I’ve previously written about why architecture is more than design. My original article on Medium, Architects, Not Just a Matter of Good Design and has been one of my most popular. I later added a couple of paragraphs and tidied it for The Architecture Bulletin. It focuses on the importance of recognising that architects do more than design because of the value of that story to clients and potential clients. In this post I’m interested in the story architects tell themselves, why it’s important to consider and why they should identify as more than a designer.
I’ve recently been teaching in a Masters of Architecture degree course. It surprised me that more than three years into their studies many students are yet to appreciate that an architect’s job involves substantially more than design. While it’s an understandable misapprehension, it’s nevertheless startling. Many pursue architecture for the love of designing, yet there’s so much more that involved in the job.
The most prescient reason for an architect to consider their job is more than designer is to ensure that they don’t sideline other important skills they require. Whilst it’s arguably possible to be employed exclusively as a designer, it’s unlikely that’s all that you’ll need to do. Even as a designer your job is to be a collaborator, communicator and interpreter, with the design team, the client, consent authorities, consultants, stakeholders and so on. They’re interactions with people that present opportunities to advance the design, or attenuate the design. Before starting to design and during, an architect’s job might be to be a researcher, historian and critic, in service of the design and the project. Without getting too bogged in an exhaustive list and detail an architect’s job, in addition to designer, might also be manager, business person, technician, advocate, marketer, politician, leader and so on. It’s important for architects to acknowledge that these might be their job too.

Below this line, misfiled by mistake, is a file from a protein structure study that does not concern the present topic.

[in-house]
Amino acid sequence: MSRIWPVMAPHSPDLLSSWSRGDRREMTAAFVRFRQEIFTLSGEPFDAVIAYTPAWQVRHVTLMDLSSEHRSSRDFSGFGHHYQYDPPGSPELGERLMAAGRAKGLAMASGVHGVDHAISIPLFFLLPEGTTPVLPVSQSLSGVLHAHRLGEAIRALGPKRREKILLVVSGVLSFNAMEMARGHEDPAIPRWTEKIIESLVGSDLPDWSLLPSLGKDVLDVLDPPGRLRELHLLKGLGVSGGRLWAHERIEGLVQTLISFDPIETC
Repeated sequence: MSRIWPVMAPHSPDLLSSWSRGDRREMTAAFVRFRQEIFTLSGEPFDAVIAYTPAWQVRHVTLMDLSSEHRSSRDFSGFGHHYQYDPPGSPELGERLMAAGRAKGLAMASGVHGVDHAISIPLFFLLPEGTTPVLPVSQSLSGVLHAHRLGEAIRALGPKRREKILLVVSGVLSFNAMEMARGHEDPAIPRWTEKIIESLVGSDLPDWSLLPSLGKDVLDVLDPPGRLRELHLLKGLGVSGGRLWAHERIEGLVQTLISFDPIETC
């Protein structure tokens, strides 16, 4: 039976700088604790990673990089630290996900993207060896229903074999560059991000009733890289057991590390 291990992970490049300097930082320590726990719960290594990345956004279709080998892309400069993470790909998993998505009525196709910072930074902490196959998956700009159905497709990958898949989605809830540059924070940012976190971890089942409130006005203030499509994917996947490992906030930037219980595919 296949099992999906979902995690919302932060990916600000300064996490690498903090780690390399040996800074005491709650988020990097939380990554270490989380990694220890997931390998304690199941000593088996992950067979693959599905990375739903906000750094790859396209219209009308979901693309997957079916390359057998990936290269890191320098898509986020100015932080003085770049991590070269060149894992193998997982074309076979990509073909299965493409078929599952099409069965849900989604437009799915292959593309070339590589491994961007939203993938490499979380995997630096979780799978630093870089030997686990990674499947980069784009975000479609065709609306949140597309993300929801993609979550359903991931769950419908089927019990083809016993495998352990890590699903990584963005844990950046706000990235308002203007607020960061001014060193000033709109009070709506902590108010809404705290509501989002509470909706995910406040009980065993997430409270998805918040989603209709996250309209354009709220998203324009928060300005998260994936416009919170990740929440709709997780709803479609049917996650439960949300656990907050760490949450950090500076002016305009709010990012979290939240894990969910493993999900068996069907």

The contention is that the aforementioned skills and/or roles are merely in service of the architect’s job as designer. My question is, should we rethink this job description? Encouraging architects instead to embrace those other aspects as equal elements in their job, working on them and building them into strengths central to their job description. Reframing the story they tell themselves, that they’re only designers. Highlighting even that they bring greater value to their work than simply design. Embracing the possibilities this thinking generates and exploiting it to generate different and better work through more comprehensive skills and services.
Let’s consider the implication of limiting an architect’s worth to design. When a project fails to meet expectations it would be rare that the problem lay exclusively in poor design skills. The question is, was it then the architects job to overcome? A project might be impacted by design time limitations imposed by various events, or by the impact of other inputs imposed either by clients, councils, consultants or codes, or a myriad of other reasons. When problems arise the architect can either absolve themselves of responsibility, accepting that they’re unable to prevent a recurrence in future projects, or they can accept they may need to identify and build the skills to necessary circumvent problems that might impact their projects. Architects, rather than focussing on design, might then tell themselves a story that their job includes the skills required to avoid future problems impacting their designs and work on getting better at them.
Why is it important to consider what is an architect’s job? In summary, an architect identifying all roles and skills of their job might the find ways to become a better architect, by strategically working on those necessary skills and roles. More importantly, by talking about the job of architecture as more than design, an architect might better represent the value that they bring to a project in service of their clients.
Image by Alexey Derevtsov on Pexels [cropped]